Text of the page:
I really love situations where events can turn either way. There’s no set formula for faith. Our experiences can lead us down different paths. We can’t predict the moment we will become aware of faith.

This feels important to me because trust and faith feel mysterious. In some ways, they are  similar but in other ways very different. With faith, you don’t necessarily have experience with a situation or person. You can take what we call a leap of faith.  Trust, on the other hand, is a concept that grows over time, and is not necessarily established right away.    

Personally, I have trouble giving and accepting getting others to have faith in me.

I have done some things in my life that have affected other’s faith and trust in me.

At times I have acted in a way that has strengthened others’ trust in me. Especially when I am caring for my siblings and taking my school work seriously and being accountable. I’ve also had times when there was a breakdown in trust. For example, there have been times I haven’t shared the whole story of what needed to be told.  Earning trust takes a long time to rebuild after breaking it. 

Knowing how important this concept of faith is to our ancestors, I think our question now becomes how we can become people of faith in God, and be trusting of others and ourselves.

Shabbat Shalom!

Eytan Luria ’21

D’var Torah: Dr. Dalia Hochman (Shemot)

Naming and Anonymity, Suffering and Redemption in Parashat Shemot (Exodus)

What I love most about Jewish learning is that I am able to return to even the most familiar of texts and derive new meaning from each encounter. 

I first learned the Exodus story right at our very own Stein Circle at some point in the mid-1980s. I remember well how, in third grade, we staged a Pesach play all in Hebrew and delved deep into a plot line that easily captured our childish imaginations.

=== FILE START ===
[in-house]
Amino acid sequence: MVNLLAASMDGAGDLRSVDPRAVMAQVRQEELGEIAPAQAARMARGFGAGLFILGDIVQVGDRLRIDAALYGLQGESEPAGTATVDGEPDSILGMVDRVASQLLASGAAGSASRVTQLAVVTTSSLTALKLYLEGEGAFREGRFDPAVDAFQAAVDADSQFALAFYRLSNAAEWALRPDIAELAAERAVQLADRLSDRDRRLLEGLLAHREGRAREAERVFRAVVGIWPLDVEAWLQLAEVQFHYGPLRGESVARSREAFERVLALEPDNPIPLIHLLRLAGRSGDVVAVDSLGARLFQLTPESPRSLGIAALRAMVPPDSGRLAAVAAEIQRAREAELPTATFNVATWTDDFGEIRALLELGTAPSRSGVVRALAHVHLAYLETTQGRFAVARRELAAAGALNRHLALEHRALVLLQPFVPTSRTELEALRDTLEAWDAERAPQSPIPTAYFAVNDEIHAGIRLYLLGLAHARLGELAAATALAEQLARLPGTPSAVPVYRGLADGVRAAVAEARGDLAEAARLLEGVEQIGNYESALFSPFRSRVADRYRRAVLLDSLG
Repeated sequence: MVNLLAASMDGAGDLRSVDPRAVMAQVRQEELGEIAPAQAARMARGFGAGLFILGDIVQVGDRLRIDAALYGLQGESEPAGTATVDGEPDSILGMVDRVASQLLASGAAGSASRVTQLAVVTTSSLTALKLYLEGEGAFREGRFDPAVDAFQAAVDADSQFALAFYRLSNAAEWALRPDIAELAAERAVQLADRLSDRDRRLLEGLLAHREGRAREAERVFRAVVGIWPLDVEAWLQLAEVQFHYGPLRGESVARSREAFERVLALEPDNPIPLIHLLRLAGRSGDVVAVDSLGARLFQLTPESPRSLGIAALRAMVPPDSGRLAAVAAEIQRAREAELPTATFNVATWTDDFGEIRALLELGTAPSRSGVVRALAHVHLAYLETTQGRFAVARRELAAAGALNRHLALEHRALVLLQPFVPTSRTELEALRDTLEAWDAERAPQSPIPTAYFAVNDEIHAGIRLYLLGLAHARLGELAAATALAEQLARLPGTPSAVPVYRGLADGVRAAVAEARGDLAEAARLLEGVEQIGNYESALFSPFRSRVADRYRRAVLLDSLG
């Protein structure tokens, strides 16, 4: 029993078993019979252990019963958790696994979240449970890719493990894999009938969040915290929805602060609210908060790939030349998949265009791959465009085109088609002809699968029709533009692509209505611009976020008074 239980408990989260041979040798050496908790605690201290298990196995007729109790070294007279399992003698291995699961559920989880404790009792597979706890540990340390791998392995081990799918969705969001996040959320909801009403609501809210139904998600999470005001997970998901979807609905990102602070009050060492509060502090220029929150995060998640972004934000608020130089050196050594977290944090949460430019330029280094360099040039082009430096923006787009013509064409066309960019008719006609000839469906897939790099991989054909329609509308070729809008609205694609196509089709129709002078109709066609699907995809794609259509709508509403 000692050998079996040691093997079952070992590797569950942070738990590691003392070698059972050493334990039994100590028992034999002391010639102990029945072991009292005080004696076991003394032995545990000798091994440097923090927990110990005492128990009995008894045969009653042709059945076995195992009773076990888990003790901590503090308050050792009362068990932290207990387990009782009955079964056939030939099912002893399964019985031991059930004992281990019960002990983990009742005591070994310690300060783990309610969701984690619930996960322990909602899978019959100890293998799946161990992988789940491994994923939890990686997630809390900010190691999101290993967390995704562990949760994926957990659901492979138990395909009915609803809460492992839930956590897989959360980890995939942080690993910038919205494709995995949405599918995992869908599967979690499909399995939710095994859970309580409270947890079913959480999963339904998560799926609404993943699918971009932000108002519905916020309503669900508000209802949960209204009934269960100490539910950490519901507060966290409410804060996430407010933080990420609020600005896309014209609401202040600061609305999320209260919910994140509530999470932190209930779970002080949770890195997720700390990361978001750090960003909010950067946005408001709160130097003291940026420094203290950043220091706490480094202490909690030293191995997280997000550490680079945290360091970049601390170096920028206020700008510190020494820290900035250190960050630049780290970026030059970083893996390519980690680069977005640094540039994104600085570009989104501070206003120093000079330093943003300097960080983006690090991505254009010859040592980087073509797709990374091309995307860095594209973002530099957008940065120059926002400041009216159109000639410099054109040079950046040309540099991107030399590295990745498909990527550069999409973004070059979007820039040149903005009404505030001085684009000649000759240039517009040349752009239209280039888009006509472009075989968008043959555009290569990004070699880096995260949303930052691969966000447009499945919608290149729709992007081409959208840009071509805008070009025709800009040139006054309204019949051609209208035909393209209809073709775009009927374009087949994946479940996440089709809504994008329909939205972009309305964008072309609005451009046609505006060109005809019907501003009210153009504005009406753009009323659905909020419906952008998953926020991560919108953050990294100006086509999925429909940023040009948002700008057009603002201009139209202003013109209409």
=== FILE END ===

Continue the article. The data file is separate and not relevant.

Today, over thirty years later, after living through a year of mass suffering and senseless death, I read the story of Exodus in a new light. 

Shemot in Hebrew means “Names.” The parasha opens with the recitation of the names of Jacob’s sons. The Rabbis note how the text vacillates between nameless characters, such as Pharaoh, and very specific names attributed to more minor characters, such as the midwives Shifra and Puah. The suffering of the Hebrew slaves is both specific and named, and, at the same time, vast and anonymous.

I think about this past year, and how, at some point I decided to stop watching CNN because the constant ticker on the screen listing the number of COVID-19 deaths felt too anonymous and too vast. There is something particularly senseless and tragic about anonymous suffering. As a counterpoint to a year filled with vast and unnamed deaths, I think of the compelling memorial on the Boston Common entitled “Say Their Names,” which honors 300 lives lost to racial injustice. I understand now, that “saying their names,” helps the human spirit feel comfort in times of deep suffering. This year, I read the opening lines of Exodus as a moment of redemption and hope. 

Once I start seeing Shemot through the lens of redemption, I see it everywhere in the text; in Yocheved’s defiance of Pharaoh’s edict, in Moses’ striking down of the oppressive Egyptian overseer, and in Aaron’s role as his brother’s ambassador. This year, I am less impressed by the big, heroic miracles, such as the crossing of the Red Sea, and find more hope in these small moments of human free will. The human actions remind me of the times over the past year when I have felt so free despite the restrictions of our everyday life. I think about a particularly exhilarating hike or an outdoor playdate or how hard we have worked to keep our schools open and safe in the midst of a pandemic. While I do pray that our modern day crossing of the Red Sea comes soon, this year, when I reread the sacred text of Exodus, I take comfort in the fact that the human spirit can still feel free and alive while awaiting a miracle. 

Dr. Dalia Hochman ’92, Current Parent, Head of School at Gann Academy